The only time I remember hearing "Around the Dial" on the radio was in 1997 when "adult album alternative" station KSCA played it on their last day before switching to a Spanish language format.

    The self-congratulation seemed unwarranted.
     
    Wondergirl, Ex-Fed, DISKOJOE and 7 others like this.
  14. Brian Kelly

    Brian Kelly 1964-73 rock's best decade

    GIVE THE PEOPLE WHAT THEY WANT is a solid album that gave me a lot of what I wanted.
    "Around The Dial" was a fun uptempo opening track!
     
  15. ThereOnceWasANote

    ThereOnceWasANote Forum Resident

    Location:
    Cape May, NJ
    Those first three Smithereens albums are great!
     
  16. ThereOnceWasANote

    ThereOnceWasANote Forum Resident

    Location:
    Cape May, NJ
    Around The Dial

    Welcome to the 80s! The Kinks swinging for the fences and come up with a home run. The Beach Boys, The Ramones, AC/DC and those slashing Who chords all are touched upon at different points in the song. The Kinks flexing some hard rocking muscle that makes the rockingest moments of Low Budget some tame by comparison.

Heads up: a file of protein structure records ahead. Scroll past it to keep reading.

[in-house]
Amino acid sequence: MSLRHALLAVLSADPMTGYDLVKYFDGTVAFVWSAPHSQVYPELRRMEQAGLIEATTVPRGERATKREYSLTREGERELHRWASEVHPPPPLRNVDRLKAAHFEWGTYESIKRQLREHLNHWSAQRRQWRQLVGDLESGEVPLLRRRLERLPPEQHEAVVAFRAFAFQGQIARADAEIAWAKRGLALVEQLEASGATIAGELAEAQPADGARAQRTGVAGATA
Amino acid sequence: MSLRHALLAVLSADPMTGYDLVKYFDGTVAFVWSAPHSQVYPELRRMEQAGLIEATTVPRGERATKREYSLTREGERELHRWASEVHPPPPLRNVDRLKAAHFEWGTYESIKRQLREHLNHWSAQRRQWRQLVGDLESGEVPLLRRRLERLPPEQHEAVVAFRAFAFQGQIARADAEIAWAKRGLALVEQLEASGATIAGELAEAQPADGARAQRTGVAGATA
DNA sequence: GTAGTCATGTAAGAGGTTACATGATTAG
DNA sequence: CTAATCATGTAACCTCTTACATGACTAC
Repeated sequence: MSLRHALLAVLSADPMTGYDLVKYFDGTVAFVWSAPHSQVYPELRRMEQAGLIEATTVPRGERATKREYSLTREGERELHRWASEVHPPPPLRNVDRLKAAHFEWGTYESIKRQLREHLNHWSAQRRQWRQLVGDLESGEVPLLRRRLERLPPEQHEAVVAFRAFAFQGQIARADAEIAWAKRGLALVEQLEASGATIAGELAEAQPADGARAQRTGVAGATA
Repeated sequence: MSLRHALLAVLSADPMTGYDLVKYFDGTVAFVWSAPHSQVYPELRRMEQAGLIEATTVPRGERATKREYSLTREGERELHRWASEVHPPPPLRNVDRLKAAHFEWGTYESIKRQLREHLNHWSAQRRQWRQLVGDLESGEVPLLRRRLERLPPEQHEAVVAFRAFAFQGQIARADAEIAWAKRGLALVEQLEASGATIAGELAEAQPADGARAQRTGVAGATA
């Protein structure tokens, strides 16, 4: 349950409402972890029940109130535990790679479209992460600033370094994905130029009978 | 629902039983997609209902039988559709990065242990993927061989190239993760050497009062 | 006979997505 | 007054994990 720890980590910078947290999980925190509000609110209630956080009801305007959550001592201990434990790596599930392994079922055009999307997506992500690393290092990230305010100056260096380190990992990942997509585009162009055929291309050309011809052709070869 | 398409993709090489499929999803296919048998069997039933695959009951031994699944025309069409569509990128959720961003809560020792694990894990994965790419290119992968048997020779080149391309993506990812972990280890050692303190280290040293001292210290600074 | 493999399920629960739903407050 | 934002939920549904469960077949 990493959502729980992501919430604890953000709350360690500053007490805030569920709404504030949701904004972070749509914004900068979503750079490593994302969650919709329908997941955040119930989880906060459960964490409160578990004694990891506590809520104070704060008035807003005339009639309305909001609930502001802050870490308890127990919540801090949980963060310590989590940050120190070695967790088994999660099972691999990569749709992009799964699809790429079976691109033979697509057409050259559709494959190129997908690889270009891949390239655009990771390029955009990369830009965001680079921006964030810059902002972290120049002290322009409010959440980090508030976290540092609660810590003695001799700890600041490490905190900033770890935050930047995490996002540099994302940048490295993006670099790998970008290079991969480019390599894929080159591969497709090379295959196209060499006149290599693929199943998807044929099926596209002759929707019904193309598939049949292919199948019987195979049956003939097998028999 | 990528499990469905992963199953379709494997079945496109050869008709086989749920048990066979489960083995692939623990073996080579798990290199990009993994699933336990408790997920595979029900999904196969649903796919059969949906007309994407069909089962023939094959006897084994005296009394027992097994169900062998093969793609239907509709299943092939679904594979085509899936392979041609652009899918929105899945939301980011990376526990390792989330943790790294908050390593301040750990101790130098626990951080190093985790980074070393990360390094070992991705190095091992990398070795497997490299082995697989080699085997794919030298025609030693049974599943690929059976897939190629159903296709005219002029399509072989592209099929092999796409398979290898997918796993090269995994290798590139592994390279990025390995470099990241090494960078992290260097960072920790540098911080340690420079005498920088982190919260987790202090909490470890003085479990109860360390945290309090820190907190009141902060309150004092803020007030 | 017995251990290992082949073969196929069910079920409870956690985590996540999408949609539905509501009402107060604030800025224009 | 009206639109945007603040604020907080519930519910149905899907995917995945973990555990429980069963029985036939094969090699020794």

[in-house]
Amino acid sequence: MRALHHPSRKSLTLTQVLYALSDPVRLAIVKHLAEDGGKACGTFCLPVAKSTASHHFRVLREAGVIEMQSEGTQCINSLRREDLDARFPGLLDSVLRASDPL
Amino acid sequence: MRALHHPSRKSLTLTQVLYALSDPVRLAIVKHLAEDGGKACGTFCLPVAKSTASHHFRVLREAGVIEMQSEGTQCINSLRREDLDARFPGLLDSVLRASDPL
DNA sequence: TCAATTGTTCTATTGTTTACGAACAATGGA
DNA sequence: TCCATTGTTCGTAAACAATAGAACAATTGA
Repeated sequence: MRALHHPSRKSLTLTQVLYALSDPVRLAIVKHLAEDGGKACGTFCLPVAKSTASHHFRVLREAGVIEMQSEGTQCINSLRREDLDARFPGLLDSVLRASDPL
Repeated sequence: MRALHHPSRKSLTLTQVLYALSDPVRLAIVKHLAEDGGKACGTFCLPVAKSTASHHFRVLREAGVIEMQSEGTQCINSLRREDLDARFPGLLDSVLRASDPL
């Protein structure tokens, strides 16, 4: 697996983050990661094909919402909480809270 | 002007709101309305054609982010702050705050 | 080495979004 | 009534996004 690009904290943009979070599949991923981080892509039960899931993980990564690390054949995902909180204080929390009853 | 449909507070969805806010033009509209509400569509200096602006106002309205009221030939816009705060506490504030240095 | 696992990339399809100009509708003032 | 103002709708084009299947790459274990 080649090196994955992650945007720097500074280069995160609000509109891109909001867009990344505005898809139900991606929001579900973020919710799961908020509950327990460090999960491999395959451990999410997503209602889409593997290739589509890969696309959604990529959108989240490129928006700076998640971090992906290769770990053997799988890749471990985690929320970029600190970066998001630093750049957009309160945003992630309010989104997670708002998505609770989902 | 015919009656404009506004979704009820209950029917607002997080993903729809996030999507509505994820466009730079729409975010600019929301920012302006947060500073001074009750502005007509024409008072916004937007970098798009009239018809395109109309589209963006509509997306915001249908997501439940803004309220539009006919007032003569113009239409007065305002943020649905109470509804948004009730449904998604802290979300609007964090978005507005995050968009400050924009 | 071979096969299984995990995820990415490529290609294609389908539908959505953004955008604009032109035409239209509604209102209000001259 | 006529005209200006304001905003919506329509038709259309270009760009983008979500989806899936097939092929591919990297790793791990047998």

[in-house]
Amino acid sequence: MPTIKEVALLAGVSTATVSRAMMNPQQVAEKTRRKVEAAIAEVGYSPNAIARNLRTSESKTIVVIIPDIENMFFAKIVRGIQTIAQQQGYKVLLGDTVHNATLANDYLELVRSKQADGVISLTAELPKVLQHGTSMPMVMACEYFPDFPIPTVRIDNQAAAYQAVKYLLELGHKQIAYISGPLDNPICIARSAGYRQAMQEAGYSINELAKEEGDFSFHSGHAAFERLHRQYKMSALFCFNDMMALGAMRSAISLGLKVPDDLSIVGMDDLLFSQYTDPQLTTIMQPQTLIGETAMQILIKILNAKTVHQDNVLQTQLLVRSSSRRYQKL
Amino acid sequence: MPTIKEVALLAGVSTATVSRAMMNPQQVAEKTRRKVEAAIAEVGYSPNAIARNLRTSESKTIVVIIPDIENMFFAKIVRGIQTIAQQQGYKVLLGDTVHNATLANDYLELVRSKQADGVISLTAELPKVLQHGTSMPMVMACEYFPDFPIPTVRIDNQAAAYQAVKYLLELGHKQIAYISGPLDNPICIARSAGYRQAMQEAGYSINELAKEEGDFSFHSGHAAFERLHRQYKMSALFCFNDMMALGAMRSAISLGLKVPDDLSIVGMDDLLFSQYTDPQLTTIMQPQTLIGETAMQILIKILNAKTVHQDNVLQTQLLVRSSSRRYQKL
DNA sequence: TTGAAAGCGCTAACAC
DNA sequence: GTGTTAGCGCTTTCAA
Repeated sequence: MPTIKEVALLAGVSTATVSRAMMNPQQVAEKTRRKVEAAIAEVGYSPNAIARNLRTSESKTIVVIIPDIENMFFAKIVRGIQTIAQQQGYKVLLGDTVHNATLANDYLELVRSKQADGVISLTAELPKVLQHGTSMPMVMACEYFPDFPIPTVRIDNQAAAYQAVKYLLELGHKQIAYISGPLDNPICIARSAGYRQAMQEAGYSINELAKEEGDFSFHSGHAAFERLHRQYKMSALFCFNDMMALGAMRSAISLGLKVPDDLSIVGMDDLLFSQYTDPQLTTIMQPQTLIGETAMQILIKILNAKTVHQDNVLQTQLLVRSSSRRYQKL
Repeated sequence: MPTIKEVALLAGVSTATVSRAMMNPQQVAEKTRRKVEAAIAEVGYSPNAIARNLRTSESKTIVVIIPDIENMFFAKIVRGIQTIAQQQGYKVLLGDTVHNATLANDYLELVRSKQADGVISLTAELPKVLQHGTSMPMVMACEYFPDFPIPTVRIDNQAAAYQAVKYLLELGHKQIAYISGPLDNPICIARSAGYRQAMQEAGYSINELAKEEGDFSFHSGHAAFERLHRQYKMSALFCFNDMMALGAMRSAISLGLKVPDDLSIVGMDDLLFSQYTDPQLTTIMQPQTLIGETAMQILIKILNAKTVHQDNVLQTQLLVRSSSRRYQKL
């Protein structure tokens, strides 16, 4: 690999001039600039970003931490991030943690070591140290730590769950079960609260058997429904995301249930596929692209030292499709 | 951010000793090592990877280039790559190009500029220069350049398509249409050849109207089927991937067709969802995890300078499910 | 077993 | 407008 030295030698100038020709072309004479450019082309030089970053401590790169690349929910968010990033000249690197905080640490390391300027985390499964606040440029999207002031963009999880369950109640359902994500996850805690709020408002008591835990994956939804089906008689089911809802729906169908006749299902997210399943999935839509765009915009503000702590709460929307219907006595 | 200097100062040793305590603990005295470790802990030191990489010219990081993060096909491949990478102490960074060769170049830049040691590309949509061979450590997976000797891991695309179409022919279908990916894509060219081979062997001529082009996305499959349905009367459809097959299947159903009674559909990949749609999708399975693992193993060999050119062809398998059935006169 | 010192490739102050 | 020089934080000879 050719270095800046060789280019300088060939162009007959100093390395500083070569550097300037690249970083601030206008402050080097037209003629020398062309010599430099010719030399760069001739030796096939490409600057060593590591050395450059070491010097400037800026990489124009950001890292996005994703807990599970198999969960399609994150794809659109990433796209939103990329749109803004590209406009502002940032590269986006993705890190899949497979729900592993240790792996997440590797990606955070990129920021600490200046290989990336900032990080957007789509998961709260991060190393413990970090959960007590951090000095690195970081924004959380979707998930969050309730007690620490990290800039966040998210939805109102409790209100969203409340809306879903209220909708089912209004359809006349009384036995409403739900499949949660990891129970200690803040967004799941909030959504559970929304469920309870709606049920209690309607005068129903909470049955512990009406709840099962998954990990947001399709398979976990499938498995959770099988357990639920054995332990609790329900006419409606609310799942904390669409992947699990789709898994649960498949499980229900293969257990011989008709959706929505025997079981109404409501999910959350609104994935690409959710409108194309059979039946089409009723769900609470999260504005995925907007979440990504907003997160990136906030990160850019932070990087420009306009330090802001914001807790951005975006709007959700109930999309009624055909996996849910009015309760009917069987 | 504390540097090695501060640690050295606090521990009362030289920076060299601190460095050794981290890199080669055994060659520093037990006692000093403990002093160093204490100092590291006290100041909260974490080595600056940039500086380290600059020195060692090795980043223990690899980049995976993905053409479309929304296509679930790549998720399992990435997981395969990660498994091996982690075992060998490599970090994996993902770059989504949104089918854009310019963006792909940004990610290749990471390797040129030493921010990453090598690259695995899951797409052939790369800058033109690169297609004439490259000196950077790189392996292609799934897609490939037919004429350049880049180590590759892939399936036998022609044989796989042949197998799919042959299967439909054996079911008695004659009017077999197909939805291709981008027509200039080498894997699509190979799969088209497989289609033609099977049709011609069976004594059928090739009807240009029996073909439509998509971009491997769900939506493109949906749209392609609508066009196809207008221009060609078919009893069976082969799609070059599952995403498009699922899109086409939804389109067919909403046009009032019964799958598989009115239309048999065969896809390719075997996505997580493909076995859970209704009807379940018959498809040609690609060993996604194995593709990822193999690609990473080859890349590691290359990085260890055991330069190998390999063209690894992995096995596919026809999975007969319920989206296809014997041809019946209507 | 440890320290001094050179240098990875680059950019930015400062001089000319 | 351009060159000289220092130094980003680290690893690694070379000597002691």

This is the Kinks just letting loose while at the time incorporating little touches, twists and turns that add both melody to the muscle and subtly to the bluster.

    I love just about everything about this song. Dave is just on fire here and Mick Avory is relentless with the beat yet still bringing some swing.
     
  17. ThereOnceWasANote

    ThereOnceWasANote Forum Resident

    Location:
    Cape May, NJ
    Bearded, possibly hungover, Ray was a rare sight. It's not a look that lasted long much like bearded Mick J. (though he went a bit further into his beardom).
     
  18. palisantrancho

    palisantrancho Forum Resident

    That's what I like to hear! Joey was no slouch either! I recently stumbled across this amazing YouTube channel called Hardly Ramone. It's someone that plays the guitar along with Ramones albums. It's shot mid waist to make him look exactly like Johnny. He nails the playing and the sound. I highly recommend it for Ramones fans or guitarists who claim they were basic. The Ramones may appear simple, but to play like that takes tremendous skill. Try doing that for 3 minutes, let alone an hour. It's mesmerizing to watch. I still can't believe how those guys played so tight. I love them now just as much as I did when I was 15 years old. I'm a bit of a fanatic. My top ten may occasional change, but Ramones and The Kinks will always be my top two. I may not be in love with the entire Kinks output, but from 1964-1975 they were nearly flawless.